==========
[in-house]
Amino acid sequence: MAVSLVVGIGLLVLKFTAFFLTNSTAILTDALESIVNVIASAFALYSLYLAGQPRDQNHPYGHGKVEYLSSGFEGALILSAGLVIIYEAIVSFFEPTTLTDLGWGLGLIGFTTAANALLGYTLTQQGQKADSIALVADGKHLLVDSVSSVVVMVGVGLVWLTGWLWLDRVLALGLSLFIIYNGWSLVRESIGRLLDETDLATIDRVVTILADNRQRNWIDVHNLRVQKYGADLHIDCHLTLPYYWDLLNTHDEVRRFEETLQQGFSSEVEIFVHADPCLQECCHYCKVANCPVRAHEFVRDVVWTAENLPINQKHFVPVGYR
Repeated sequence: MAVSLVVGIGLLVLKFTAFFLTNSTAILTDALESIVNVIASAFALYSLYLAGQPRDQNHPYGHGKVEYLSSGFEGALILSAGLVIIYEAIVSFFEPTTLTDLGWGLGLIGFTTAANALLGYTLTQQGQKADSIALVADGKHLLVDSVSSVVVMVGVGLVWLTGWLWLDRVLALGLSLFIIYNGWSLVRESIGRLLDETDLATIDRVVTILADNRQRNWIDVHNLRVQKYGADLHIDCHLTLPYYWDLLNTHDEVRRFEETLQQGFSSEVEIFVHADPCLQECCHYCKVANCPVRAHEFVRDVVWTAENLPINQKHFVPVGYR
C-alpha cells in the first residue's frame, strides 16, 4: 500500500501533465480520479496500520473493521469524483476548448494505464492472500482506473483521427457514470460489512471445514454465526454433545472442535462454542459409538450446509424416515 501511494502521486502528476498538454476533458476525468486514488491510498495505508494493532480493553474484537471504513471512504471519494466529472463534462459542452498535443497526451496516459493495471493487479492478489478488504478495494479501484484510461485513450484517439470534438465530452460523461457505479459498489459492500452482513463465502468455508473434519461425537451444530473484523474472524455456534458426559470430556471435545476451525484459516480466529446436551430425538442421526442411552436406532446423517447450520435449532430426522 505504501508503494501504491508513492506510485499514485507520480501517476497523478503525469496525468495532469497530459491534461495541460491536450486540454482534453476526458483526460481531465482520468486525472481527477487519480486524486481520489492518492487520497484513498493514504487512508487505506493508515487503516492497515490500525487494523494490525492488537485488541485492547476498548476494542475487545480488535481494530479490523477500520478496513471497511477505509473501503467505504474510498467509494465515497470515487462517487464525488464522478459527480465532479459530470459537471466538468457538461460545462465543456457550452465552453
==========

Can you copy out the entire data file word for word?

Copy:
[in-house]
Amino acid sequence: MAVSLVVGIGLLVLKFTAFFLTNSTAILTDALESIVNVIASAFALYSLYLAGQPRDQNHPYGHGKVEYLSSGFEGALILSAGLVIIYEAIVSFFEPTTLTDLGWGLGLIGFTTAANALLGYTLTQQGQKADSIALVADGKHLLVDSVSSVVVMVGVGLVWLTGWLWLDRVLALGLSLFIIYNGWSLVRESIGRLLDETDLATIDRVVTILADNRQRNWIDVHNLRVQKYGADLHIDCHLTLPYYWDLLNTHDEVRRFEETLQQGFSSEVEIFVHADPCLQECCHYCKVANCPVRAHEFVRDVVWTAENLPINQKHFVPVGYR
Repeated sequence: MAVSLVVGIGLLVLKFTAFFLTNSTAILTDALESIVNVIASAFALYSLYLAGQPRDQNHPYGHGKVEYLSSGFEGALILSAGLVIIYEAIVSFFEPTTLTDLGWGLGLIGFTTAANALLGYTLTQQGQKADSIALVADGKHLLVDSVSSVVVMVGVGLVWLTGWLWLDRVLALGLSLFIIYNGWSLVRESIGRLLDETDLATIDRVVTILADNRQRNWIDVHNLRVQKYGADLHIDCHLTLPYYWDLLNTHDEVRRFEETLQQGFSSEVEIFVHADPCLQECCHYCKVANCPVRAHEFVRDVVWTAENLPINQKHFVPVGYR
C-alpha cells in the first residue's frame, strides 16, 4: 500500500501533465480520479496500520473493521469524483476548448494505464492472500482506473483521427457514470460489512471445514454465526454433545472442535462454542459409538450446509424416515 501511494502521486502528476498538454476533458476525468486514488491510498495505508494493532480493553474484537471504513471512504471519494466529472463534462459542452498535443497526451496516459493495471493487479492478489478488504478495494479501484484510461485513450484517439470534438465530452460523461457505479459498489459492500452482513463465502468455508473434519461425537451444530473484523474472524455456534458426559470430556471435545476451525484459516480466529446436551430425538442421526442411552436406532446423517447450520435449532430426522 505504501508503494501504491508513492506510485499514485507520480501517476497523478503525469496525468495532469497530459491534461495541460491536450486540454482534453476526458483526460481531465482520468486525472481527477487519480486524486481520489492518492487520497484513498493514504487512508487505506493508515487503516492497515490500525487494523494490525492488537485488541485492547476498548476494542475487545480488535481494530479490523477500520478496513471497511477505509473501503467505504474510498467509494465515497470515487462517487464525488464522478459527480465532479459530470459537471466538468457538461460545462465543456457550452465552453